Some info on Safely Smoking Meat and Poultry... http://www.fsis.usda.gov/FACTSheets/Smoking_Meat_and_Poultry/index.asp

    Here is some more on the subject of Brining... http://www.finecooking.com/articles/why-brining-keeps-meat-moist.aspx
     
    Last edited: Nov 27, 2012
    woodcutter, diggingdogfarm and shred like this.
  3. danmcg

    danmcg Master of the Pit OTBS Member SMF Premier Member

    Good info JJ
     
  4. Wow, thank you jj for taking the time to write all that detailed information for me.  I learned a lot. 

    My 22lb turkey was a fresh unprocessed bird.  I got it moist with the juice of sour oranges, made a rub out of sage, parsley, basil, thyme, oregano, chili powder, white pepper, chili arbole, paprika and celery seed,  I then injected  it with unsalted butter, some "NO  Salt"  (potassium) and some sweet juice from the cranberrys I was cooking at the time.  I let that sit over night, 

    Got up at 5:30 am and got the smoker ready.  Now, what I did next was probably from the knowledge that I gained from my mother when I was a chilld.  I just never knew the reason why.  My mother always got the oven really hot (about 400 degrees) for the first hour or two, and then would turn it down and let it slow cook at  275 for the rest of the time.  She always told me it was to seal in the juice.  She probably had that handed down from her mother and probably never knew the real reason why.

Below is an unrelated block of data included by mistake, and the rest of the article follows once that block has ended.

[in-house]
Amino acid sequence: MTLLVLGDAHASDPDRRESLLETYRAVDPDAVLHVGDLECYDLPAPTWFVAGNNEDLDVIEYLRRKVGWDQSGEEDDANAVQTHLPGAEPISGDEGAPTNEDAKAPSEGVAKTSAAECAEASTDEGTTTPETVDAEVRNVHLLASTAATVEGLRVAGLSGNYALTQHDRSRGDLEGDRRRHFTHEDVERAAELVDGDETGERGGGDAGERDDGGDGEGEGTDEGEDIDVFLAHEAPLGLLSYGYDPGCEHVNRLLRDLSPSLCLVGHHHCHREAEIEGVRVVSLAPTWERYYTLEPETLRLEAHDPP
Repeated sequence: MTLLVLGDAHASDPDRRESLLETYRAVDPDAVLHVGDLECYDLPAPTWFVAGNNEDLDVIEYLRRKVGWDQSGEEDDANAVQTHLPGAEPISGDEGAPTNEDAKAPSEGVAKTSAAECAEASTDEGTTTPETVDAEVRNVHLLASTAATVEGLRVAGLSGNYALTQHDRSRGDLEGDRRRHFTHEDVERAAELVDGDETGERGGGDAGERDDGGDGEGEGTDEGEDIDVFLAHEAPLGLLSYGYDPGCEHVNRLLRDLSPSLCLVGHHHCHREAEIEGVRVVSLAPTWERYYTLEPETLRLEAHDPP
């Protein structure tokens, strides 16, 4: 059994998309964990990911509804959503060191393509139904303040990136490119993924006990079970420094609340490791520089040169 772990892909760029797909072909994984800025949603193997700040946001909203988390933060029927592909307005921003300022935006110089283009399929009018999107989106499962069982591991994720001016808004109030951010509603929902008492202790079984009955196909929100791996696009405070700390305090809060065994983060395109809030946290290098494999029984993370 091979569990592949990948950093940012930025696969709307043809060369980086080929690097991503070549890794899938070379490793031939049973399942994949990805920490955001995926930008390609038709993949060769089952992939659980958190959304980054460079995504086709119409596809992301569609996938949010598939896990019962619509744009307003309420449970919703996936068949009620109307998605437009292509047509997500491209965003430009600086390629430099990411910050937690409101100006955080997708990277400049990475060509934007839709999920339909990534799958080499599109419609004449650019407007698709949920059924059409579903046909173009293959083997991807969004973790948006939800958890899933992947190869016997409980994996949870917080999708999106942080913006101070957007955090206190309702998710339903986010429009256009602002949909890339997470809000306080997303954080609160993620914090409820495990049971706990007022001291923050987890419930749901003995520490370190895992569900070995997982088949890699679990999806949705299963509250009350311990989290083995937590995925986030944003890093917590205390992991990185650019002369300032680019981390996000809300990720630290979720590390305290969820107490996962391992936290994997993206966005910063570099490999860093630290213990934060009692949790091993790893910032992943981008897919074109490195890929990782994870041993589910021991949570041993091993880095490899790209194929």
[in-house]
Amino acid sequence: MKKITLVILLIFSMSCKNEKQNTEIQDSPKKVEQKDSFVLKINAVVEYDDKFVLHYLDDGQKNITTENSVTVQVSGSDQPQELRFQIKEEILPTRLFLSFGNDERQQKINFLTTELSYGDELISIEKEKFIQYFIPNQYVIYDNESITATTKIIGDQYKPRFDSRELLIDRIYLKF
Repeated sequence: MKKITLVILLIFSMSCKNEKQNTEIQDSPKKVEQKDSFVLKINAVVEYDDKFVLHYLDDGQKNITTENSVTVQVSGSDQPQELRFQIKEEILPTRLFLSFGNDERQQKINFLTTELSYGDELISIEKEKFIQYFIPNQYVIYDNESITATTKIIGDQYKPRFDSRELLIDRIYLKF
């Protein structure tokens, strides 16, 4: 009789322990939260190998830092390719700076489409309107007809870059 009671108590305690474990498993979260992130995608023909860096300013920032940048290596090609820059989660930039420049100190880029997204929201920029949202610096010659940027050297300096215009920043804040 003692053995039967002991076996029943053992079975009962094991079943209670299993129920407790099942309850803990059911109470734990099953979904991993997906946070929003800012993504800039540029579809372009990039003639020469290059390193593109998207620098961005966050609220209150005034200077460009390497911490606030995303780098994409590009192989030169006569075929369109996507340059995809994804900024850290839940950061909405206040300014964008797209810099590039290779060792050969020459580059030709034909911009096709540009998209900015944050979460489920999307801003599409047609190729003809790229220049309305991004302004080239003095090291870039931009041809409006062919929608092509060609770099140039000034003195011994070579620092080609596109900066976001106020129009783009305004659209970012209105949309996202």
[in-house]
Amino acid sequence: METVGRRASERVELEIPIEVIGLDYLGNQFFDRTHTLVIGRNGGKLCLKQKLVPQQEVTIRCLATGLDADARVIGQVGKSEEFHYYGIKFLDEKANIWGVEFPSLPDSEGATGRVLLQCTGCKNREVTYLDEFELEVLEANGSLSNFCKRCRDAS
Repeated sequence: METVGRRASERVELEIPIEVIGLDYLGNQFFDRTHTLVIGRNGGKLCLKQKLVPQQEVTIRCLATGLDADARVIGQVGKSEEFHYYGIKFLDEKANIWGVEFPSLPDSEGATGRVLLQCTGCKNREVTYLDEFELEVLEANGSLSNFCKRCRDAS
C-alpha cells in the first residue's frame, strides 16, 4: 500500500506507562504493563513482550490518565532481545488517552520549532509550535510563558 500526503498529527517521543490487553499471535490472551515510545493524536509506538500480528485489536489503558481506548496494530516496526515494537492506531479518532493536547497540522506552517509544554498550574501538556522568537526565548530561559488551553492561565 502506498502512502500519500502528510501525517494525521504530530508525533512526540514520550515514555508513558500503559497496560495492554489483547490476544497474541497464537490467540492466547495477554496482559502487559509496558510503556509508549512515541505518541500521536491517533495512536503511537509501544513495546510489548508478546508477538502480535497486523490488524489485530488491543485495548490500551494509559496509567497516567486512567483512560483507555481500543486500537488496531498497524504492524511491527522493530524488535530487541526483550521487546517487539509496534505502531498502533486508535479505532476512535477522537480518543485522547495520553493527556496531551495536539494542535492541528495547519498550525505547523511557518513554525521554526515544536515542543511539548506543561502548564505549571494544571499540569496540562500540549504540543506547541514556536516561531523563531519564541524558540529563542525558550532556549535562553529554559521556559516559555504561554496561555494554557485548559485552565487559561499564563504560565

So what I did, and always have done in the past, is get the smoker really hot (about 350 in this case) for the first two hours and let it slowly come down to 225.  And becasue of all ths new found information, I decided to check the internal temp and 3 1/2 hours just to see.  I am proud to say my mother taught me well.  The bird was exactly the right temp it needed to be to get out of the danger zone.

    After that I slow smoked it with hickory at 175.  After 7 1/2  hours, I took it off and stuffed it and put it back on.  Brought the fire up to about 225 to 250 and let it slowly burn out.  After about 9 hours I had the best smoked bird I had ever made.